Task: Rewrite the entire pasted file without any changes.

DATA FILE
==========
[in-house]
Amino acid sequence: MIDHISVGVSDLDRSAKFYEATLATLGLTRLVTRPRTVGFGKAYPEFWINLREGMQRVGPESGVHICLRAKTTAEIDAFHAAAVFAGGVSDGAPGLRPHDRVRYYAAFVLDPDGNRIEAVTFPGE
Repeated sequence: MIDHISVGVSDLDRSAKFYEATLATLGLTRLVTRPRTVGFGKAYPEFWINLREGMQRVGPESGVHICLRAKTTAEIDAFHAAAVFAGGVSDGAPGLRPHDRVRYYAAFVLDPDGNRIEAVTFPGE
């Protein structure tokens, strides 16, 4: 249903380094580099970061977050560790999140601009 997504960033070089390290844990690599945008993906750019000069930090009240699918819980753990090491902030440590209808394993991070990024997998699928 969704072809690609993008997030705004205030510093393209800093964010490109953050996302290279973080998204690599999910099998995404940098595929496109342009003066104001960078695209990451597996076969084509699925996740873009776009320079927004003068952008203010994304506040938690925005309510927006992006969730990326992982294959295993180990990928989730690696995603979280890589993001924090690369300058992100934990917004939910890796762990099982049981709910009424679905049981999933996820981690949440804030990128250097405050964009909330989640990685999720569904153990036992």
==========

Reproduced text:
[in-house]
Amino acid sequence: MIDHISVGVSDLDRSAKFYEATLATLGLTRLVTRPRTVGFGKAYPEFWINLREGMQRVGPESGVHICLRAKTTAEIDAFHAAAVFAGGVSDGAPGLRPHDRVRYYAAFVLDPDGNRIEAVTFPGE
Repeated sequence: MIDHISVGVSDLDRSAKFYEATLATLGLTRLVTRPRTVGFGKAYPEFWINLREGMQRVGPESGVHICLRAKTTAEIDAFHAAAVFAGGVSDGAPGLRPHDRVRYYAAFVLDPDGNRIEAVTFPGE
């Protein structure tokens, strides 16, 4: 249903380094580099970061977050560790999140601009 997504960033070089390290844990690599945008993906750019000069930090009240699918819980753990090491902030440590209808394993991070990024997998699928 969704072809690609993008997030705004205030510093393209800093964010490109953050996302290279973080998204690599999910099998995404940098595929496109342009003066104001960078695209990451597996076969084509699925996740873009776009320079927004003068952008203010994304506040938690925005309510927006992006969730990326992982294959295993180990990928989730690696995603979280890589993001924090690369300058992100934990917004939910890796762990099982049981709910009424679905049981999933996820981690949440804030990128250097405050964009909330989640990685999720569904153990036992």